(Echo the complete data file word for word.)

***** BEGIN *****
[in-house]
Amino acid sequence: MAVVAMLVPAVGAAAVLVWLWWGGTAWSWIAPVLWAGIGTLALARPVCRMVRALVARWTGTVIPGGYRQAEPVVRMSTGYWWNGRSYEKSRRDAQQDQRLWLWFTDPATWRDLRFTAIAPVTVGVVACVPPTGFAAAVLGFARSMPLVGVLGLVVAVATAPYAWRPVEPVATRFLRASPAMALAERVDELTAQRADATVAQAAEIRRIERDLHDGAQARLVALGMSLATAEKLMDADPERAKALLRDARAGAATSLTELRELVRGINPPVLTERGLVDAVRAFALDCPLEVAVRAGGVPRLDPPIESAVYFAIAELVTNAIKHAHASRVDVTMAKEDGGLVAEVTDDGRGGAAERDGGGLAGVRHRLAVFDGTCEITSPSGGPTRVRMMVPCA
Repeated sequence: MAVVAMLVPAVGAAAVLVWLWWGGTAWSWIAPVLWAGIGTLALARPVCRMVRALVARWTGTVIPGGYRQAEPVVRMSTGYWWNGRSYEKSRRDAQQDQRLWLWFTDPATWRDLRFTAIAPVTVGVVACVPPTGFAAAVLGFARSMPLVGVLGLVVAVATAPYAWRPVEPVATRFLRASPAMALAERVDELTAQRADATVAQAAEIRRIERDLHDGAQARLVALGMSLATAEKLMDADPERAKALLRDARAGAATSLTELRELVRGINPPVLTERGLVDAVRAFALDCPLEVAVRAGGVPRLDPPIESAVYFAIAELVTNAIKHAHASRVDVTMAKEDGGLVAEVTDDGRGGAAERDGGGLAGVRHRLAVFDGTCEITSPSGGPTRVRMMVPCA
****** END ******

[in-house]
Amino acid sequence: MAVVAMLVPAVGAAAVLVWLWWGGTAWSWIAPVLWAGIGTLALARPVCRMVRALVARWTGTVIPGGYRQAEPVVRMSTGYWWNGRSYEKSRRDAQQDQRLWLWFTDPATWRDLRFTAIAPVTVGVVACVPPTGFAAAVLGFARSMPLVGVLGLVVAVATAPYAWRPVEPVATRFLRASPAMALAERVDELTAQRADATVAQAAEIRRIERDLHDGAQARLVALGMSLATAEKLMDADPERAKALLRDARAGAATSLTELRELVRGINPPVLTERGLVDAVRAFALDCPLEVAVRAGGVPRLDPPIESAVYFAIAELVTNAIKHAHASRVDVTMAKEDGGLVAEVTDDGRGGAAERDGGGLAGVRHRLAVFDGTCEITSPSGGPTRVRMMVPCA
Repeated sequence: MAVVAMLVPAVGAAAVLVWLWWGGTAWSWIAPVLWAGIGTLALARPVCRMVRALVARWTGTVIPGGYRQAEPVVRMSTGYWWNGRSYEKSRRDAQQDQRLWLWFTDPATWRDLRFTAIAPVTVGVVACVPPTGFAAAVLGFARSMPLVGVLGLVVAVATAPYAWRPVEPVATRFLRASPAMALAERVDELTAQRADATVAQAAEIRRIERDLHDGAQARLVALGMSLATAEKLMDADPERAKALLRDARAGAATSLTELRELVRGINPPVLTERGLVDAVRAFALDCPLEVAVRAGGVPRLDPPIESAVYFAIAELVTNAIKHAHASRVDVTMAKEDGGLVAEVTDDGRGGAAERDGGGLAGVRHRLAVFDGTCEITSPSGGPTRVRMMVPCA